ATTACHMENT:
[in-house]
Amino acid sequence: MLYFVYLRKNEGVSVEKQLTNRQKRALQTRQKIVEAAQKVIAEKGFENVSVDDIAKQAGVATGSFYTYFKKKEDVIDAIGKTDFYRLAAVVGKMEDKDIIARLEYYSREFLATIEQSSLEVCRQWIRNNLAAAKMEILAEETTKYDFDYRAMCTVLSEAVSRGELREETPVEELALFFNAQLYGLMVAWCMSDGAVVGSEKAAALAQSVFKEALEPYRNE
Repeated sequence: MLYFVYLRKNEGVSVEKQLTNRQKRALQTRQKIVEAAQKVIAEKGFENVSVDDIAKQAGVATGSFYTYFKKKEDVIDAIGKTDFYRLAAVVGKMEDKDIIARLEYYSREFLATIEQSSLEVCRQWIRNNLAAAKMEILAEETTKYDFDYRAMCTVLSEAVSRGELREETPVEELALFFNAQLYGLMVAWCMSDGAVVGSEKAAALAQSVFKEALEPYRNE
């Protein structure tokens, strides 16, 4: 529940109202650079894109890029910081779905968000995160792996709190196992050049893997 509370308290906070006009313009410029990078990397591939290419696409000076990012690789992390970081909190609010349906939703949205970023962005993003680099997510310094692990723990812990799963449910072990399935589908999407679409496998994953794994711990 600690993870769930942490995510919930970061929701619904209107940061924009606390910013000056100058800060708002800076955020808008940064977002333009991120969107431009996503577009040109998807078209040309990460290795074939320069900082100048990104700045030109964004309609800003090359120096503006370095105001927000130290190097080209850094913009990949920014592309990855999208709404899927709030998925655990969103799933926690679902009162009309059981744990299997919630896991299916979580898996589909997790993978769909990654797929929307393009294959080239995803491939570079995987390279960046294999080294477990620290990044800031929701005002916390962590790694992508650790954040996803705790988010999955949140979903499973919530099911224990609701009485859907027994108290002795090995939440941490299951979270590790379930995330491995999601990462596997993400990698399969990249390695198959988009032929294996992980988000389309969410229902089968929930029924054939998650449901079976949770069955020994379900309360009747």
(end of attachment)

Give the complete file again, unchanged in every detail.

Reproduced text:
[in-house]
Amino acid sequence: MLYFVYLRKNEGVSVEKQLTNRQKRALQTRQKIVEAAQKVIAEKGFENVSVDDIAKQAGVATGSFYTYFKKKEDVIDAIGKTDFYRLAAVVGKMEDKDIIARLEYYSREFLATIEQSSLEVCRQWIRNNLAAAKMEILAEETTKYDFDYRAMCTVLSEAVSRGELREETPVEELALFFNAQLYGLMVAWCMSDGAVVGSEKAAALAQSVFKEALEPYRNE
Repeated sequence: MLYFVYLRKNEGVSVEKQLTNRQKRALQTRQKIVEAAQKVIAEKGFENVSVDDIAKQAGVATGSFYTYFKKKEDVIDAIGKTDFYRLAAVVGKMEDKDIIARLEYYSREFLATIEQSSLEVCRQWIRNNLAAAKMEILAEETTKYDFDYRAMCTVLSEAVSRGELREETPVEELALFFNAQLYGLMVAWCMSDGAVVGSEKAAALAQSVFKEALEPYRNE
């Protein structure tokens, strides 16, 4: 529940109202650079894109890029910081779905968000995160792996709190196992050049893997 509370308290906070006009313009410029990078990397591939290419696409000076990012690789992390970081909190609010349906939703949205970023962005993003680099997510310094692990723990812990799963449910072990399935589908999407679409496998994953794994711990 600690993870769930942490995510919930970061929701619904209107940061924009606390910013000056100058800060708002800076955020808008940064977002333009991120969107431009996503577009040109998807078209040309990460290795074939320069900082100048990104700045030109964004309609800003090359120096503006370095105001927000130290190097080209850094913009990949920014592309990855999208709404899927709030998925655990969103799933926690679902009162009309059981744990299997919630896991299916979580898996589909997790993978769909990654797929929307393009294959080239995803491939570079995987390279960046294999080294477990620290990044800031929701005002916390962590790694992508650790954040996803705790988010999955949140979903499973919530099911224990609701009485859907027994108290002795090995939440941490299951979270590790379930995330491995999601990462596997993400990698399969990249390695198959988009032929294996992980988000389309969410229902089968929930029924054939998650449901079976949770069955020994379900309360009747």